Voice warning system
A voice warning system is a system designed to alert the crew of an aircraft to imminent safety hazards. It is often known as a Bitching Betty, a slang term used by some pilots and aircrew and submariners (mainly North American).
The enunciating voice, in at least some aircraft systems, may be either male or female. In some cases, this may be selected according to pilot preference. If the voice is female, it may be referred to as Bitching Betty; if the voice is male, it may be referred to as Barking Bob. A female voice is heard on military aircraft such as the F-16 Fighting Falcon, the Eurofighter Typhoon and the Mikoyan MiG-29. A male voice is heard on Boeing commercial airliners and is also used in the BAE Hawk.
In the United Kingdom the term Nagging Nora is sometimes used. In New Zealand, the term used for Boeing aircraft is Hank the Yank. The voice warning system used on London Underground trains, which also uses a female voice, is known to some staff as Sonya, as it "gets on ya nerves".
There are two notable systems, which employ voice warnings, and which are found in most commercial and military aircraft: TCAS (traffic collision avoidance system) and TAWS/EGPWS (terrain avoidance warning system / enhanced ground proximity warning system). Both systems provide warnings and verbal instructions.
The auditory warnings produced by these systems usually include a separate attention-getting sound, followed by one or more verbal commands to the pilot/crew. Perhaps the most widely known example, encountered in many video games and movies, is the "Pull up! Pull up!" command. Other common spoken warnings are "Terrain, terrain", "Windshear! Windshear!", or "Traffic! Traffic!". These may be followed by short directions to the pilot, advising how the situation may be resolved. TCAS and TAWS/EGPWS are usually integrated to prevent conflicting advice, such as an instruction to "Descend! Descend!" to avoid another aircraft when the aircraft is already close to the ground.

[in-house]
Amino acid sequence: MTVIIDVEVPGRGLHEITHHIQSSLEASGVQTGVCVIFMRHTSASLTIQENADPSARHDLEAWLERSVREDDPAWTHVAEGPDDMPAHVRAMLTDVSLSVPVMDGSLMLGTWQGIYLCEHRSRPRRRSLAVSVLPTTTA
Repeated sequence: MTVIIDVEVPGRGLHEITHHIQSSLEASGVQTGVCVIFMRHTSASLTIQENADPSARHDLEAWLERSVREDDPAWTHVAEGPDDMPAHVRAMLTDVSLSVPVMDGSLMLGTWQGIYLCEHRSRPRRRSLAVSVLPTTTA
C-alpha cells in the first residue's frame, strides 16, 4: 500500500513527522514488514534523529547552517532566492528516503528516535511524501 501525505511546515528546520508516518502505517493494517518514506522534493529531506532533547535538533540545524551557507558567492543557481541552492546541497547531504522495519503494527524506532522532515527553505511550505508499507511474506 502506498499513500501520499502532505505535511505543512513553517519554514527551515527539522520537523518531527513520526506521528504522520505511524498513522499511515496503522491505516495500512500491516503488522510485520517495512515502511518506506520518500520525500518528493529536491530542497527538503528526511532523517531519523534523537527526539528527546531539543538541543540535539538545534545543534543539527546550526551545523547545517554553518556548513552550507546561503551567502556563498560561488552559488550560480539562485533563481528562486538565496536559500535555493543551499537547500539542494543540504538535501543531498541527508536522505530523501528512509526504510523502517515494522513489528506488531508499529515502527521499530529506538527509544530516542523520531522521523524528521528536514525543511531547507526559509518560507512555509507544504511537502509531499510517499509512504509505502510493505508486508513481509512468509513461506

Modern Boeing and Airbus airliners both feature a male voice, which calls out height above terrain on approach to landing, and other related warnings. Airbus aircraft feature a distinctive British RP accent (heard on recent builds of the A320 and all Airbus aircraft since the A330 and A340), or a French accent (heard on ECAM-equipped A300s, A310s and early A320s).
A female voice was incorporated into McDonnell Douglas DC-9, MD-80/90, McDonnell Douglas MD-11 and Boeing 717 (inherited from McDonnell Douglas after the merger with Boeing) series aircraft in their Central Aural Warning Systems (CAWS). These systems provided a voice for most warnings, including fire, altitude, cabin altitude, stall, overspeed, autopilot disconnect, and so on.
In more advanced cockpits, on newer aircraft, there may be many other voice warnings managed by an integrated indication and crew alerting system (ICAS) such as "Gear up, Gear up!" These may be warning words or phrases, or simply declarative statements that augment the pilot's situation awareness.
Early human factors research in aircraft and other domains indicated that female voices were more authoritative to male pilots and crew members and were more likely to get their attention. Much of this research was based on pilot experiences, particularly in combat situations, where the pilots were being guided by female air traffic controllers. They reported being able to most easily pick out the female voice from amid the flurry of radio chatter.